09/11/2017

  I had this boss who was a real “tough but fair” type with heavy emphasis on the “tough” part. He called me into his office one morning and asked me this:”How hungry are you?” I said nothing at f

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Be SMART in 2017 (01/03/2017)

 According to The University of Scranton, Journal of Clinical Psychology (1/1/2014)  almost half of us – 45%- to be exact - will make resolutions as the New Year begins while only 8% will be successful. How come?  Most of us will make plans to do something this year that we haven’t done before and are optimistic that this time we’ll make it happen. Many of us, however, will break  resolutions as real life distractions or procrastination trump our positive change program. We are always positive that if we just put our minds to something we can get it done. And, there is something to that – it’s certainly better to be progressive with a positive outlook than paralyzed in the now. The issue then is not so much about positivity and “putting our minds to something” as it is with transforming that “something” into a well developed plan with identified and defined goals and committed to actions.  Actions that are important enough to withstand challenge from our daily responsibilities and those crises that manage to suck time right out of a clock more often than one would like.

 
Some experts tell us to forget those less than successful attempts at keeping resolutions in the past and move forward with a positive attitude. I don’t disagree totally – positive progression is better than negative paralysis - but I believe that to make the most of the resolution process, it’s helpful to explore what happened to the ones that got away. Those things that did not previously work for us or simply could not be committed to are meaningful data to consider when you make your resolutions or develop your 2017 goals and objectives. What happens to us in the past informs our present and creates the awareness needed to decide what is important and will be accomplished going forward. 
 
One way to use the past as a key to the future is by reference forecasting when designing actions and determining likely outcomes. Human judgment is often overly optimistic (think New Year’s resolution) which leads to overconfidence, underestimating degree of difficulty, relevancy, costs, well…you get the point. We tend to take an inside view or a view of the planned actions alone rather than in the context of what happened before - an actual result of a similar action that was completed. In its most simple form, the process of  Reference Forecasting means asking yourself what similar actions have worked well (or not) for me? How can I use that information to make this new action work well or make it better? You may find these three basic steps helpful:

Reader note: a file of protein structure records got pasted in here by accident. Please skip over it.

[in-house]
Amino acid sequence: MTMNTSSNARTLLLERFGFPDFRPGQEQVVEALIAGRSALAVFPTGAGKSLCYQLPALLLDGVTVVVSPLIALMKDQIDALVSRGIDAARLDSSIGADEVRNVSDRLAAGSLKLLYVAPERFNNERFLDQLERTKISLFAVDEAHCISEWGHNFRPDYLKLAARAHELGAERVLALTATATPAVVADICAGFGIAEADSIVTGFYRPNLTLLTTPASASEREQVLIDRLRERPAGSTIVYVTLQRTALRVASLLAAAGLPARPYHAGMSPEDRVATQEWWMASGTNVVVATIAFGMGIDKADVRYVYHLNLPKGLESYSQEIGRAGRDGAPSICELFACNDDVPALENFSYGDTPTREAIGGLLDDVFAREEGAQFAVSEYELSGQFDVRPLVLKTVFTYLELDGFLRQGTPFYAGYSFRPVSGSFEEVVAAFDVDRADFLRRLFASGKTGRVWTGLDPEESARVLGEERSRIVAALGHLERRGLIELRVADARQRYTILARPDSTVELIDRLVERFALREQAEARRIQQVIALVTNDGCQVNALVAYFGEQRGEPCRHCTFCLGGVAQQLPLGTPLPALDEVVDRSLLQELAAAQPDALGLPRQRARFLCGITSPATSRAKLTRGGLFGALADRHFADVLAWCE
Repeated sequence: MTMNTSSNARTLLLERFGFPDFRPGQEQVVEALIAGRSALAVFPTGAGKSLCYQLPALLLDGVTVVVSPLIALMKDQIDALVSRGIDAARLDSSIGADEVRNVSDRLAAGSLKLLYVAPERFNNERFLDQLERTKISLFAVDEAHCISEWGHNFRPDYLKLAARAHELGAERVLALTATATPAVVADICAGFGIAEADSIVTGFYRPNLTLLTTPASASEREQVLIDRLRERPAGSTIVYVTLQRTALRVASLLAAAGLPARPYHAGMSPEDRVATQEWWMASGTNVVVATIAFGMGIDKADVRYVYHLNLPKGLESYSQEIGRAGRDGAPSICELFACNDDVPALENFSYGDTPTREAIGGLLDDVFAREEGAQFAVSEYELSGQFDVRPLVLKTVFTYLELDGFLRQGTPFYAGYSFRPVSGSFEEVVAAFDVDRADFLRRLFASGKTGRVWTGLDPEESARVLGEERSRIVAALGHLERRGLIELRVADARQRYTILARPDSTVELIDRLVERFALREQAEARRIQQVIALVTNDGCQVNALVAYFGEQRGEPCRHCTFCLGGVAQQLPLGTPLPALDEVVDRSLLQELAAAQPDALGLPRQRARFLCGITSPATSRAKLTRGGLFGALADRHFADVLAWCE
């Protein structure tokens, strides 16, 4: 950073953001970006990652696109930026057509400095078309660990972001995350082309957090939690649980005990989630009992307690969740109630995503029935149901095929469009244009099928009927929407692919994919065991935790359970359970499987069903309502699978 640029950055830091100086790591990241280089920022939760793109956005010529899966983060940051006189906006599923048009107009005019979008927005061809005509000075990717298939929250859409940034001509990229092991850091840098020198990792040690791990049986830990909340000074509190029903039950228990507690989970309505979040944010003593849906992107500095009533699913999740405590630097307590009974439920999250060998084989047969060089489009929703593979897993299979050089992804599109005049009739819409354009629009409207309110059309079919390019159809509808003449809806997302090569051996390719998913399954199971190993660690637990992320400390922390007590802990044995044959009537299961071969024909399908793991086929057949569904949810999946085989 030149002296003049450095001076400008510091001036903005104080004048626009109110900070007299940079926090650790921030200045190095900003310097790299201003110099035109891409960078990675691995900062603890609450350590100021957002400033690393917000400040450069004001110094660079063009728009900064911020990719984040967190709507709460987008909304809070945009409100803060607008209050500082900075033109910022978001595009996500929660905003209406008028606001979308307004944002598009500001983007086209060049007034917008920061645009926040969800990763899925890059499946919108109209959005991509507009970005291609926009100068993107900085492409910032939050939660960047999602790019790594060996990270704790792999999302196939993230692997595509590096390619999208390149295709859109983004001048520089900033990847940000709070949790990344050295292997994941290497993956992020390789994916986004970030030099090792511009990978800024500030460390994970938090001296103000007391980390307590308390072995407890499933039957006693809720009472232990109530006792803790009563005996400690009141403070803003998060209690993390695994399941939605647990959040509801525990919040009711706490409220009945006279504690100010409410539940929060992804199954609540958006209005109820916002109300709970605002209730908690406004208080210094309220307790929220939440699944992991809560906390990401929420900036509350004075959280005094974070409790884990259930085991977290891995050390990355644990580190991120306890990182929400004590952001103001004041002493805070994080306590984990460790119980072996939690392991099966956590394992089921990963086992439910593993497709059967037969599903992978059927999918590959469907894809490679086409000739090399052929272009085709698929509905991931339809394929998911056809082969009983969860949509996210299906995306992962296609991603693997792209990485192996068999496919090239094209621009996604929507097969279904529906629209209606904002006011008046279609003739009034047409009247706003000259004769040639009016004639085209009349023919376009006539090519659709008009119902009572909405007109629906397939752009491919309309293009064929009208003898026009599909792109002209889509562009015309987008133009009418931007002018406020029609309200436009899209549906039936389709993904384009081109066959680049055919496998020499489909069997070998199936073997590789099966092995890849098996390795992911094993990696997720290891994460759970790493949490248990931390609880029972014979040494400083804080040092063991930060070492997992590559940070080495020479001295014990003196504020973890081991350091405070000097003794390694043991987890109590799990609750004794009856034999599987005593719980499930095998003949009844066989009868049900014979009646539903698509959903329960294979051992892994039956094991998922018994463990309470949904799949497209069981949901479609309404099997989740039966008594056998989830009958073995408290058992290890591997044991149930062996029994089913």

1. Identify a reference – such as a past, similar goal, action or project
  2. Think about the outcome of the past project and how actions unfolded
  3. Compare old and new in order to establish the most likely outcome for your new goal, action or project
This will provide you with a baseline for using an effective, proven, methodology and successful integration of past and new actions to add value; exceed objectives and deliver on promises to yourself and others. 
 
In terms of goal setting, a great framework to use is SMART. Sound familiar from Management 101 or from that note you get each year from your HR generalist?   For my money, its simplicity is its beauty. When defining your goals, here’s how it works:
 
Goals should be SMART:
  1. Specific
  2. Measurable
  3. Achievable
  4. Relevant
  5. Time Bound
 
 When you develop number 3 – Achievable – stretch yourself. Studies indicate that those that set and achieve objectives that are difficult (not impossible – difficult) do better than those who achieve moderate objectives. Ask yourself: What more can I do? How will I do that? What makes that important? What is the wow factor? Get it down and move on to the next one. 
 
The key takeaways are:
·        It’s not productive to dwell on the past or live in the past.
·        It is helpful to use past experiences in terms of how it informs us today and moving forward 
·        There are tools and models that can assist you as you develop your plans for the new year
·        Optimism trumps pessimism every time. Use optimism as fuel to make progress not an accelerant to overconfidence. 
 
Real Leadership Associates can help.  I have Business Coaching and Mentoring offers that will help you determine goals and define actions that will help you succeed this year.  Contact Beth for more information.
 
This year is already filled with challenges and opportunities.  Here's to a wonderful and prosperous 2017 for all of us.  Stay warm!
 
Regards,
 
 
Beth 

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